Usage of statistical cues for word boundary in reading Chinese sentences

Usage of statistical cues for word boundary in reading Chinese sentences The present study examined the use of statistical cues for word boundaries during Chinese reading. Participants were instructed to read sentences for comprehension with their eye movements being recorded. A two-character target word was embedded in each sentence. The contrast between the probabilities of the ending character (C2) of the target word (C12) being used as word beginning and ending in all words containing it was manipulated. In addition, by using the boundary paradigm, parafoveal overlapping ambiguity in the string C123 was manipulated with three types of preview of the character C3, which was a single-character word in the identical condition. During preview, the combination of C23′ was a legal word in the ambiguous condition and was not a word in the control condition. Significant probability and preview effects were observed. In the low-probability condition, inconsistency in the frequent within-word position (word beginning) and the present position (word ending) lengthened gaze durations and increased refixation rate on the target word. Although benefits from the identical previews were apparent, effects of overlapping ambiguity were negligible. The results suggest that the probability of within-word positions had an influence during character-to-word assignment, which was mainly verified during foveal processing. Thus, the overlapping ambiguity between parafoveal words did not interfere with reading. Further investigation is necessary to examine whether current computational models of eye movement control should incorporate statistical cues for word boundaries together with other linguistic factors in their word processing system to account for Chinese reading. http://www.deepdyve.com/assets/images/DeepDyve-Logo-lg.png Reading and Writing Springer Journals

Usage of statistical cues for word boundary in reading Chinese sentences

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Publisher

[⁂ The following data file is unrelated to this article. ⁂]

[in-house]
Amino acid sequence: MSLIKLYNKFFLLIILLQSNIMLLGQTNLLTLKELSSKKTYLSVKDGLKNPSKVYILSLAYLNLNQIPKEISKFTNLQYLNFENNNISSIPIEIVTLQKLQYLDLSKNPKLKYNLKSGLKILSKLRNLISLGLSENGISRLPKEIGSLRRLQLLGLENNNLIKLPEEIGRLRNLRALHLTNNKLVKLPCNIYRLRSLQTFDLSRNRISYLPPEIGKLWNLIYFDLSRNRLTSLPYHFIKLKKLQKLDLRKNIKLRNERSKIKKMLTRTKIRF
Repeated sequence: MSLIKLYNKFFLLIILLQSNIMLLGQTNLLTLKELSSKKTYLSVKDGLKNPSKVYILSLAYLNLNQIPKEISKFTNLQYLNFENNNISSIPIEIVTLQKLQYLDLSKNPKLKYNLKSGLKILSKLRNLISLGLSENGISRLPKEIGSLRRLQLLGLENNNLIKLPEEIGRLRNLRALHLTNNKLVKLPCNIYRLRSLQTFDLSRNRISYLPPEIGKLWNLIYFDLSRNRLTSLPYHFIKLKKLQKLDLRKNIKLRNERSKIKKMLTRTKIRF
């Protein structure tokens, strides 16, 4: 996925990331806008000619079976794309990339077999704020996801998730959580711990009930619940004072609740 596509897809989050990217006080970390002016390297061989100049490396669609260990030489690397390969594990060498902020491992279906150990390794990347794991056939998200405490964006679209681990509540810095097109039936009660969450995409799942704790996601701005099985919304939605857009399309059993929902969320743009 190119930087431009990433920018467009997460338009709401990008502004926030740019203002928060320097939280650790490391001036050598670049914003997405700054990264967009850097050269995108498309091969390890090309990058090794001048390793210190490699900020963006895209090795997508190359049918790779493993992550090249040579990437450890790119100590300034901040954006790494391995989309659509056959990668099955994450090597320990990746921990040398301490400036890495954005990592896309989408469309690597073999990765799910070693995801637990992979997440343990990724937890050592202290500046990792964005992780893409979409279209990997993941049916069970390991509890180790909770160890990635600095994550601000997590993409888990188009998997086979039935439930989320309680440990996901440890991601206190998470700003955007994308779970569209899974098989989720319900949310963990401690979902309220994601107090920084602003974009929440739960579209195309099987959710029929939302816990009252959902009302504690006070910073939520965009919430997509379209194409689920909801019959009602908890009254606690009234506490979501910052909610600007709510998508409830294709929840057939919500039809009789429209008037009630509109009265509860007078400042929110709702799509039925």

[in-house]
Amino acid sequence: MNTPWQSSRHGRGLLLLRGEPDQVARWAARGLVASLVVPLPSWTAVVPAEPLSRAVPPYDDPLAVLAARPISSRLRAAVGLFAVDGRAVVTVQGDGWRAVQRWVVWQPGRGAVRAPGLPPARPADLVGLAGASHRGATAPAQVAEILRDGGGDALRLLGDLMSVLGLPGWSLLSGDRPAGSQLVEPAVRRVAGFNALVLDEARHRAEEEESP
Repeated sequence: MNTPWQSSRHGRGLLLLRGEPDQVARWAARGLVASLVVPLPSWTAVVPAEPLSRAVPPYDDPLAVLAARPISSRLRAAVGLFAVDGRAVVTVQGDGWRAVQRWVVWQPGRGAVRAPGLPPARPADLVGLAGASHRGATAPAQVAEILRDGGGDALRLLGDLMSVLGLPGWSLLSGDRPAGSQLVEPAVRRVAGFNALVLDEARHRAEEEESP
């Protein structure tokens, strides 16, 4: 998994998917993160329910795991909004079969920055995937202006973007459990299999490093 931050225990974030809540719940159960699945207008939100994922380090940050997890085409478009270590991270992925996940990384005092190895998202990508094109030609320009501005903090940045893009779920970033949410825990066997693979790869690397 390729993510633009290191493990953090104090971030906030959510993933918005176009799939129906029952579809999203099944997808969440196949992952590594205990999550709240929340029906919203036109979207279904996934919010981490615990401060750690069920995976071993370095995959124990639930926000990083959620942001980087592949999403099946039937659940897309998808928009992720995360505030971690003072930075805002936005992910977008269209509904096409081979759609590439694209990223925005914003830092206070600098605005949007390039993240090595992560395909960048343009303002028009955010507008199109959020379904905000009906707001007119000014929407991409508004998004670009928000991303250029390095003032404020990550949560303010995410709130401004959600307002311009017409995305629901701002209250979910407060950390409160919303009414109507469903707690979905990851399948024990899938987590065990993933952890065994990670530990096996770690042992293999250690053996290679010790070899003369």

Springer Netherlands
Copyright
Copyright © 2011 by Springer Science+Business Media B.V.
Subject
Linguistics; Language and Literature; Psycholinguistics; Education, general; Neurology; Literacy
ISSN
0922-4777
eISSN
1573-0905
D.O.I.
10.1007/s11145-011-9321-z
Publisher site
See Article on Publisher Site

Abstract

The present study examined the use of statistical cues for word boundaries during Chinese reading. Participants were instructed to read sentences for comprehension with their eye movements being recorded. A two-character target word was embedded in each sentence. The contrast between the probabilities of the ending character (C2) of the target word (C12) being used as word beginning and ending in all words containing it was manipulated. In addition, by using the boundary paradigm, parafoveal overlapping ambiguity in the string C123 was manipulated with three types of preview of the character C3, which was a single-character word in the identical condition. During preview, the combination of C23′ was a legal word in the ambiguous condition and was not a word in the control condition. Significant probability and preview effects were observed. In the low-probability condition, inconsistency in the frequent within-word position (word beginning) and the present position (word ending) lengthened gaze durations and increased refixation rate on the target word. Although benefits from the identical previews were apparent, effects of overlapping ambiguity were negligible. The results suggest that the probability of within-word positions had an influence during character-to-word assignment, which was mainly verified during foveal processing. Thus, the overlapping ambiguity between parafoveal words did not interfere with reading. Further investigation is necessary to examine whether current computational models of eye movement control should incorporate statistical cues for word boundaries together with other linguistic factors in their word processing system to account for Chinese reading.

Journal

Reading and WritingSpringer Journals

Published: May 11, 2011

References

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